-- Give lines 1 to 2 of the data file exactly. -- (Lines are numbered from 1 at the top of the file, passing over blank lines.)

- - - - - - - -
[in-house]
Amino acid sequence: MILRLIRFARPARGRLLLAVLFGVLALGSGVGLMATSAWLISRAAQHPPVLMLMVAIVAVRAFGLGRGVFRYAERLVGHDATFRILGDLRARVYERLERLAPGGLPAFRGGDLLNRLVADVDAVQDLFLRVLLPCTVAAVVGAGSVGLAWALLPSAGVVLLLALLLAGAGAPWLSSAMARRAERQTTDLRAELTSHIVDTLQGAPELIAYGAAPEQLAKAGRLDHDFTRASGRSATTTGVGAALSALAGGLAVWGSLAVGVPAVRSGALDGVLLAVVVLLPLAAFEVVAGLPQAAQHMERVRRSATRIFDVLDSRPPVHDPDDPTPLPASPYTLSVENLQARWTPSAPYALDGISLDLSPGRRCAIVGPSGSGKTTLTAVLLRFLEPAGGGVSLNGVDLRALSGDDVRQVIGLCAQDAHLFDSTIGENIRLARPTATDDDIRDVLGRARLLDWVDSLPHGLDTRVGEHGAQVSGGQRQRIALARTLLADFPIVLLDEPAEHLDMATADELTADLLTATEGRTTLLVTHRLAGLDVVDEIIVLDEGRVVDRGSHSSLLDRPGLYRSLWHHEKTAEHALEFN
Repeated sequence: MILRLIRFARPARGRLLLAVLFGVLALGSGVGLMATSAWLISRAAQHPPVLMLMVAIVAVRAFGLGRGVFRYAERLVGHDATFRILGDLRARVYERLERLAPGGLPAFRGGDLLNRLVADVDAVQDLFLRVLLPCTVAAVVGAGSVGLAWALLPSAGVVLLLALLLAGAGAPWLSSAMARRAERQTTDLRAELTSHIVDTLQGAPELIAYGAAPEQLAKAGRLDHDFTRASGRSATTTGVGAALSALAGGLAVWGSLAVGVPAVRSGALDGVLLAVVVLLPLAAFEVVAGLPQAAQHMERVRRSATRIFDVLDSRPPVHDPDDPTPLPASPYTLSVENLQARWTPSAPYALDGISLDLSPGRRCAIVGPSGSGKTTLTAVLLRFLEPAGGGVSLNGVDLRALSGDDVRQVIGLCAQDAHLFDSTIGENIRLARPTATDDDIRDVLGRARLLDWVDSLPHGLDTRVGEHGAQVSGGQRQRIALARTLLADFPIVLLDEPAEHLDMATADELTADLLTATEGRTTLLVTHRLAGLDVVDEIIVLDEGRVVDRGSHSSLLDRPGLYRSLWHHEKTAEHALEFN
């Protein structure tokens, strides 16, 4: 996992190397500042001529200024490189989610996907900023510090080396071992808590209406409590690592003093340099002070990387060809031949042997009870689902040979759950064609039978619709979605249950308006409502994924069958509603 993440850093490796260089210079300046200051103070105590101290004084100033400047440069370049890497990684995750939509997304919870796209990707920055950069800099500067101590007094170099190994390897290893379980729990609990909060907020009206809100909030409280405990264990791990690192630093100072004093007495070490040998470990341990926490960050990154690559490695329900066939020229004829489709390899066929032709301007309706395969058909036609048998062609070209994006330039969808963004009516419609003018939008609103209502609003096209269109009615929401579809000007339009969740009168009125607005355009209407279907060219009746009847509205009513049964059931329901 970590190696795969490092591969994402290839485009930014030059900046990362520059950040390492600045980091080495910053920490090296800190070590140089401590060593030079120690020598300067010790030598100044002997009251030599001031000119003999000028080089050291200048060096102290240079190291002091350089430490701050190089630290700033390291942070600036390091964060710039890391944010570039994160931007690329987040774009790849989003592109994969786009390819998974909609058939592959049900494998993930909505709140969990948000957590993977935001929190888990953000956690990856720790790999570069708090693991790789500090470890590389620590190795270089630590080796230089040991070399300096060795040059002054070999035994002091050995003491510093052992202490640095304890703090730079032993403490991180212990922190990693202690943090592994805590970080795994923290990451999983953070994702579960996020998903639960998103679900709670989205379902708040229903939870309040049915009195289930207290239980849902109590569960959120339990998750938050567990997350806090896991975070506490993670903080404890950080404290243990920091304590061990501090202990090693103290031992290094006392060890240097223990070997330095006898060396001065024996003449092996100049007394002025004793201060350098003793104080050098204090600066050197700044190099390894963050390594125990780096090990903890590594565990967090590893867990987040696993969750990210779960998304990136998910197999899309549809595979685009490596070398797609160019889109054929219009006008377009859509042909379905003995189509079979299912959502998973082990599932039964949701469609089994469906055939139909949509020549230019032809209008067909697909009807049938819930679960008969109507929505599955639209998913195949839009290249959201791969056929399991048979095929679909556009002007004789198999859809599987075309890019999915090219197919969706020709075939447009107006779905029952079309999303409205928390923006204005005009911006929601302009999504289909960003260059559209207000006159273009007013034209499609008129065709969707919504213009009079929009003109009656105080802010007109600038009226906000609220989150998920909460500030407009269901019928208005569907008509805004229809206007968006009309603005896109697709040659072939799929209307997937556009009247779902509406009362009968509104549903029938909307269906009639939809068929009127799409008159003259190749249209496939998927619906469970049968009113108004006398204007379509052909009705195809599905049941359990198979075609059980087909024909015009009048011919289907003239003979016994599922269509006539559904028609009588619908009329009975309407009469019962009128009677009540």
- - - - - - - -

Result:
[in-house]
Amino acid sequence: MILRLIRFARPARGRLLLAVLFGVLALGSGVGLMATSAWLISRAAQHPPVLMLMVAIVAVRAFGLGRGVFRYAERLVGHDATFRILGDLRARVYERLERLAPGGLPAFRGGDLLNRLVADVDAVQDLFLRVLLPCTVAAVVGAGSVGLAWALLPSAGVVLLLALLLAGAGAPWLSSAMARRAERQTTDLRAELTSHIVDTLQGAPELIAYGAAPEQLAKAGRLDHDFTRASGRSATTTGVGAALSALAGGLAVWGSLAVGVPAVRSGALDGVLLAVVVLLPLAAFEVVAGLPQAAQHMERVRRSATRIFDVLDSRPPVHDPDDPTPLPASPYTLSVENLQARWTPSAPYALDGISLDLSPGRRCAIVGPSGSGKTTLTAVLLRFLEPAGGGVSLNGVDLRALSGDDVRQVIGLCAQDAHLFDSTIGENIRLARPTATDDDIRDVLGRARLLDWVDSLPHGLDTRVGEHGAQVSGGQRQRIALARTLLADFPIVLLDEPAEHLDMATADELTADLLTATEGRTTLLVTHRLAGLDVVDEIIVLDEGRVVDRGSHSSLLDRPGLYRSLWHHEKTAEHALEFN